The visit to South Africa by Netherlands Prime Minister Mark Rutte will include a pivotal South African-Dutch data science partnership between key institutions from both countries bringing us closer to understanding the volume of data generated by the Square Kilometre Array (SKA), which will be signed on Tuesday, 17 November 2015.

This signals the unlocking of the hidden secrets in the immense amount of data generated by SKA — the world’s biggest radio telescope. The agreement is part of the visit to South Africa by the Prime Minister of the Netherlands, Mr. Mark Rutte, and his trade delegation of 75 companies.

SKA South Africa and the University of Cape Town, through the newly established Inter-University Institute for Data Intensive Astronomy (IDIA), will sign a Memorandum of Understanding (MoU) with fellow research institutions in the Netherlands, IBM and ASTRON, to collaborate in a ground-breaking research project entitled Precursor Regional Science Data Centers for the SKA (SKA-RSDC).

The MoU will be celebrated as part of ‘House of the Future’ — a program of workshops, seminars, presentations and round tables with South African and Dutch stakeholders, taking place from 16 to 20 November 2015 in Turbine Hall, Johannesburg.

The South Africa-Dutch agreement on data science aims to establish national and regional data centers — to tackle one of the most significant challenges presented by the SKA: how to manage, process, and make accessible the immense amount of data the telescope will generate.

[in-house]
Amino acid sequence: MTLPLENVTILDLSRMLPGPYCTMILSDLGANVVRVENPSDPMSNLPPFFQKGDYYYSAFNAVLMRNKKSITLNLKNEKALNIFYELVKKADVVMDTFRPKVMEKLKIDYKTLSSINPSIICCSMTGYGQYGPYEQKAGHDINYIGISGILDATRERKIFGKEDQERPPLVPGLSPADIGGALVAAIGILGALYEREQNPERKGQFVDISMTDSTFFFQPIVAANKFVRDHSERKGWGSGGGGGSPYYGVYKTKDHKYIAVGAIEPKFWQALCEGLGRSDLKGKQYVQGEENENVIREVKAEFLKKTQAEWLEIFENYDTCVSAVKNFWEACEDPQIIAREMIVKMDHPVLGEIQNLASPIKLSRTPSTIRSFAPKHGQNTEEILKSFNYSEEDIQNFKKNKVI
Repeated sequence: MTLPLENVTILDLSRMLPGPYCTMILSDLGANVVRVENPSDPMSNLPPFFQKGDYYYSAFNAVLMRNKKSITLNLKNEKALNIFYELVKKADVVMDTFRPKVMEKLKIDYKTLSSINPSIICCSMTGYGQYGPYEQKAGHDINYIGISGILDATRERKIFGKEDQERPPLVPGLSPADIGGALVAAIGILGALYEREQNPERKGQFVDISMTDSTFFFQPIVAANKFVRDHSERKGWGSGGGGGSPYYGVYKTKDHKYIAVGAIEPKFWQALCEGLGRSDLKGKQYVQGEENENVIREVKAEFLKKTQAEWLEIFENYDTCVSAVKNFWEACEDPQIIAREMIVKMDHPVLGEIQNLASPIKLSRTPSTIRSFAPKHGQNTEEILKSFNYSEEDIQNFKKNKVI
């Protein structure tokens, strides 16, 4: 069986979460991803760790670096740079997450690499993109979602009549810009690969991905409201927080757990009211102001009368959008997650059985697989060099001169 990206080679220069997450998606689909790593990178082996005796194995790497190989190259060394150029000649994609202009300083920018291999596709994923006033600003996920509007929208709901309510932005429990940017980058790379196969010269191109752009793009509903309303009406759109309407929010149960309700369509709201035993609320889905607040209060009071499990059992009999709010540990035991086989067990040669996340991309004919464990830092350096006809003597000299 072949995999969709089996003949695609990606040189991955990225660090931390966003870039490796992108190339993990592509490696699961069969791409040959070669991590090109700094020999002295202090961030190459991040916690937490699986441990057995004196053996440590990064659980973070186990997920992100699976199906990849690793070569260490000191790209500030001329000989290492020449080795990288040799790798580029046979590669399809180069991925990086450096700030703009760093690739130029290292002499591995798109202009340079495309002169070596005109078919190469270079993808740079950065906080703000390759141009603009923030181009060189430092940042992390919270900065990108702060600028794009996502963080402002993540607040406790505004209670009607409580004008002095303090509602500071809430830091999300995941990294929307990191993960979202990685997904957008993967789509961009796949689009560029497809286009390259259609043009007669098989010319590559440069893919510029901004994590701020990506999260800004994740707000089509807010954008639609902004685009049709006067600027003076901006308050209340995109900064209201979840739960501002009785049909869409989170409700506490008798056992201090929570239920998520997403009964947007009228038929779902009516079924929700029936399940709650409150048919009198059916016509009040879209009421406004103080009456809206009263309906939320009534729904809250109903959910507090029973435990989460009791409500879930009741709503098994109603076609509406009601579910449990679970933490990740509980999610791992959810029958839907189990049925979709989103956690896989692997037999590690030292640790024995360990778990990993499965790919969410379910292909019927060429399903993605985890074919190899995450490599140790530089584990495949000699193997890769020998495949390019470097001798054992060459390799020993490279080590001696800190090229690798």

The data centers will provide astronomers around the world with access to the large-scale data infrastructures and associated high performance computing (HPC) needed to make sense of the data.

“We assume that there will be at least two astronomy-focused sites, one each in South Africa and Netherlands,” says Professor Russ Taylor, IDIA founding director and joint University of Cape Town/University of the Western Cape SKA Research Chair.

“The initial focus of the centers will be to service the current and future data archiving, distribution and science exploration needs of the MeerKAT and LOFAR radio telescopes in SA and the Netherlands, respectively. The activity, combining both operational and research components, is an important step on the path towards being able to efficiently extract major science value from the massive astronomical datasets which will be collected by the SKA,” says Dr. Jasper Horrell, General Manager: Science Computing and Innovation at SKA South Africa.